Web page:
Which Joe gave his name to ‘sloppy joes’? We look at five interesting sandwiches and their lexical origins.
Action displaying heroic courage.‘tales of derring-do’
- ‘‘I was keen to write a pantomime as a pastiche of a classic tale of derring-do,’ said Richard.’
- ‘The story is fast-moving and filled with heroic derring-do, impressive action sequences, and deeply-felt tragedy.’
- ‘After decades of being considered bad form, tales of imperial derring-do are making something of a comeback.’
- ‘The programme will be of interest to those who either know nothing about the siege, or who never tire of hearing the same violent tale of derring-do repeated time and again.’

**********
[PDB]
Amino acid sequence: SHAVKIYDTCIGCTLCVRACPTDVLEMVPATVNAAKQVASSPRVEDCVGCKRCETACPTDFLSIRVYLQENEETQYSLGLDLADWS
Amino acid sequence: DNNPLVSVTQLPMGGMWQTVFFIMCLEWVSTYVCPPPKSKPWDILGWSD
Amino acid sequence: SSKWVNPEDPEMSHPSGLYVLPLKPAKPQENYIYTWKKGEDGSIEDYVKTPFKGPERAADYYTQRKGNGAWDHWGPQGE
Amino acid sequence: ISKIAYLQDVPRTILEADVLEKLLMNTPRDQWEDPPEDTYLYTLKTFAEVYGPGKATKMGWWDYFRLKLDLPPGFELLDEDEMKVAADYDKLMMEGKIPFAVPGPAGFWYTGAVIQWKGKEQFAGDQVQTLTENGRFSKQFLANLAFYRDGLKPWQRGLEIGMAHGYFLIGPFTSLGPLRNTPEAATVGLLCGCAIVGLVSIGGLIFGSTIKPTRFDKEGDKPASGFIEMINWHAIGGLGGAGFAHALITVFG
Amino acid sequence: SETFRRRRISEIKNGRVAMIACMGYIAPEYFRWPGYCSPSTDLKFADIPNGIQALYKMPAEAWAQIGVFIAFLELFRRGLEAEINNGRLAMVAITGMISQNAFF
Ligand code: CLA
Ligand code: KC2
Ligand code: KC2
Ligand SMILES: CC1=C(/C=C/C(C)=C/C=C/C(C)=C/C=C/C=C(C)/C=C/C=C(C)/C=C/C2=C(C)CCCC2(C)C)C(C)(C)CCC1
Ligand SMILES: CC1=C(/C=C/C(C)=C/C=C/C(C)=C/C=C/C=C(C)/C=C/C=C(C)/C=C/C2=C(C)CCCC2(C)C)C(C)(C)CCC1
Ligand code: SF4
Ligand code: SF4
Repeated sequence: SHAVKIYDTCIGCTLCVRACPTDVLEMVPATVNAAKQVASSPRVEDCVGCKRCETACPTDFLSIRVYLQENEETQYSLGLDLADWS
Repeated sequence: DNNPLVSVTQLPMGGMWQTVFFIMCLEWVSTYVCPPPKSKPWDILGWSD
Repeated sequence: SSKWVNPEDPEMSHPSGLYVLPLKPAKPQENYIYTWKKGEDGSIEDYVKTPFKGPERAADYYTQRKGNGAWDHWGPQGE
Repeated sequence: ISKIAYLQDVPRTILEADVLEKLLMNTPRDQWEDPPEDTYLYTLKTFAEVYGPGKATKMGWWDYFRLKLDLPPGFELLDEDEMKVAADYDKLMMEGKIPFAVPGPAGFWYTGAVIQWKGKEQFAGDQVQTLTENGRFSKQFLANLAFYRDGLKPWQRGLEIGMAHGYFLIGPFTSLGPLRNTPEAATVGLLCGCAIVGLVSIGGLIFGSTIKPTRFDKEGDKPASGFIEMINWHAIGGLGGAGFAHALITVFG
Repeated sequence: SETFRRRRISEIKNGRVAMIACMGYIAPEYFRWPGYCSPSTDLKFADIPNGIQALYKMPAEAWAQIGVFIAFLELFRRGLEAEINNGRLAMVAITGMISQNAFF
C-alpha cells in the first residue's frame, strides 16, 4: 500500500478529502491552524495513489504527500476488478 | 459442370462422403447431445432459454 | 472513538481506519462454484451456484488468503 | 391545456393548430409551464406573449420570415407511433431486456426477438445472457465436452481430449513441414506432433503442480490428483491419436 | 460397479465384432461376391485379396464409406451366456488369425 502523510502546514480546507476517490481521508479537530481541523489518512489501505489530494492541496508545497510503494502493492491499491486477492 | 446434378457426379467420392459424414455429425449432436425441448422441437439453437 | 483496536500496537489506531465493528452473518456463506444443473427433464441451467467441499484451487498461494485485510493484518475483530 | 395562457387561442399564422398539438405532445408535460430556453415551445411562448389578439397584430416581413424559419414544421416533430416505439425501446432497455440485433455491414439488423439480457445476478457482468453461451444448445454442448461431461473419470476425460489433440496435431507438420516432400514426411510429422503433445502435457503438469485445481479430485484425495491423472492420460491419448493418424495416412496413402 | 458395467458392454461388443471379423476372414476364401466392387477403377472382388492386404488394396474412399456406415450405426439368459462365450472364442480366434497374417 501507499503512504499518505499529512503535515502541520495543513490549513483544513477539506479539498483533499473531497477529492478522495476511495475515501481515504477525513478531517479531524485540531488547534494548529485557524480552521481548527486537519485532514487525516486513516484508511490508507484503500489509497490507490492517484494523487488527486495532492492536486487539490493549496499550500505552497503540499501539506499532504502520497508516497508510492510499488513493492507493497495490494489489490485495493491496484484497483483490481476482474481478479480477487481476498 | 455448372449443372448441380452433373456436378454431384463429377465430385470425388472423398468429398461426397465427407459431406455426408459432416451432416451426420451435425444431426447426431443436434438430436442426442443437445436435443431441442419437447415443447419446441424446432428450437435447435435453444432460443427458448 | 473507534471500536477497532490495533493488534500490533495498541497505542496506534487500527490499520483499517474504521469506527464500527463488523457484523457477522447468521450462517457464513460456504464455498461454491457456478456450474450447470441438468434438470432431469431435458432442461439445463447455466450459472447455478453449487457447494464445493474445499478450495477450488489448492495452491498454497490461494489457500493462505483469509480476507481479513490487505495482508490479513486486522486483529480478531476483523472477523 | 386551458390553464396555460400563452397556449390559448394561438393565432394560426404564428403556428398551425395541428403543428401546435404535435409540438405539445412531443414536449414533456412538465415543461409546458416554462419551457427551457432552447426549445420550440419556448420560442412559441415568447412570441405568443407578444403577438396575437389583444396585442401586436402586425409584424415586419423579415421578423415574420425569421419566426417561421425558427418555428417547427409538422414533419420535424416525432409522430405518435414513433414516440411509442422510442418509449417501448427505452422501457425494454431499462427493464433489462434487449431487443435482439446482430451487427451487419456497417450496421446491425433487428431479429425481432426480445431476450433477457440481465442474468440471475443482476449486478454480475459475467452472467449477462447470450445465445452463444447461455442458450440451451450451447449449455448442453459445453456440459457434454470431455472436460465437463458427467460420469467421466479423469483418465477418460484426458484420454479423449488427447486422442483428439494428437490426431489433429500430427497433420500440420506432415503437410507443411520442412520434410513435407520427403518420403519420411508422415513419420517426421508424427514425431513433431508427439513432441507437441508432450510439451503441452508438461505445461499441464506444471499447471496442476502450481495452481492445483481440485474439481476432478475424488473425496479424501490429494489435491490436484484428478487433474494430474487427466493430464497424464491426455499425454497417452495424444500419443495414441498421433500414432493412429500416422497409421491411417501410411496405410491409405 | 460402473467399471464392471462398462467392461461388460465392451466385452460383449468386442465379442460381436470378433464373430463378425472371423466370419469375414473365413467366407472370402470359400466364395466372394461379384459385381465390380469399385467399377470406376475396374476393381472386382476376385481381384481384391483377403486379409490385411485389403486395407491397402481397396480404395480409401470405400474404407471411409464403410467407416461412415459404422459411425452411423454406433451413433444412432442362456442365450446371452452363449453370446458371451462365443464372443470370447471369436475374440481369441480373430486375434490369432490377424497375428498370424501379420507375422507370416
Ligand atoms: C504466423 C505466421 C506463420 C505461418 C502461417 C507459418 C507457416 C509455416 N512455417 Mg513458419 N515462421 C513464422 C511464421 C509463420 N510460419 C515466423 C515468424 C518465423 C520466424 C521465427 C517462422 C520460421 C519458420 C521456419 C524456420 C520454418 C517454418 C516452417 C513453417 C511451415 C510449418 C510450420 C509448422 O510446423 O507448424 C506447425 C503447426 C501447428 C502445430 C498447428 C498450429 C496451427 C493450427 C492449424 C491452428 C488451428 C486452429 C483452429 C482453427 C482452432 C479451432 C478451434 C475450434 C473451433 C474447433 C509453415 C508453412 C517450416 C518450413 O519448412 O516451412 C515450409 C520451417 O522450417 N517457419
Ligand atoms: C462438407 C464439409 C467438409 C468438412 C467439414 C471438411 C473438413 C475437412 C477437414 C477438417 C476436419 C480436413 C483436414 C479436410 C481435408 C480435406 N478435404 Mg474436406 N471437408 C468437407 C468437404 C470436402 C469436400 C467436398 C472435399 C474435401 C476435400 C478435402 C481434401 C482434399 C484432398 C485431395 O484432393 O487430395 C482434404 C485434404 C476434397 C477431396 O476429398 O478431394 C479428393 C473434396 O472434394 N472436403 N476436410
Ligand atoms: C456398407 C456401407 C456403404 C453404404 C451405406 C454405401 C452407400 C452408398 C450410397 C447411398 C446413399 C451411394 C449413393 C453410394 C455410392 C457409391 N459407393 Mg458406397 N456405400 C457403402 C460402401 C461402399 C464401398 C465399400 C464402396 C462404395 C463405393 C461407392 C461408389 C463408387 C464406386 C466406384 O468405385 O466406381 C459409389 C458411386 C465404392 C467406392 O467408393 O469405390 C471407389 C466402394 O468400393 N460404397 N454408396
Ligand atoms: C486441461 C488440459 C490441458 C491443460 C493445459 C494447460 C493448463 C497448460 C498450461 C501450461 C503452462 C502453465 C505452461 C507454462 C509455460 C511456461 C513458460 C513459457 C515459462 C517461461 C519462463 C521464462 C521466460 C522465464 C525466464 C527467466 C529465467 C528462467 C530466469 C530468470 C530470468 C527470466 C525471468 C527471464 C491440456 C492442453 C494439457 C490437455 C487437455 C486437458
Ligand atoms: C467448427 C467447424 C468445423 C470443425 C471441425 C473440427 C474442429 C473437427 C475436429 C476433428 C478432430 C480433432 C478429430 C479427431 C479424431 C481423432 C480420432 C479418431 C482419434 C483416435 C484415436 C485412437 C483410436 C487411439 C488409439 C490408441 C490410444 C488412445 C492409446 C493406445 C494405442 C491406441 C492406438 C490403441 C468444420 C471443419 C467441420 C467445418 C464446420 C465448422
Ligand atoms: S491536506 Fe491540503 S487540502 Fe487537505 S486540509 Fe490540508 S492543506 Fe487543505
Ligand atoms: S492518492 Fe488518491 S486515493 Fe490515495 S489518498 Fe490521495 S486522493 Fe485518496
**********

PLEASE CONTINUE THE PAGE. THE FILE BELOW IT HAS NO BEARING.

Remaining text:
- ‘Now, I'm sure some of you with a more sceptical nature might find my tales of invisible derring-do a little hard to believe.’
Late 16th century: from late Middle English dorryng do ‘daring to do’, used by Chaucer, and, in a passage by Lydgate based on Chaucer's work, misprinted in 16th-century editions as derrynge do; this was misinterpreted by Spenser to mean ‘manhood, chivalry’, and subsequently taken up and popularized by Sir Walter Scott.
We take a look at several popular, though confusing, punctuation marks.
From Afghanistan to Zimbabwe, discover surprising and intriguing language facts from around the globe.
The definitions of ‘buddy’ and ‘bro’ in the OED have recently been revised. We explore their history and increase in popularity.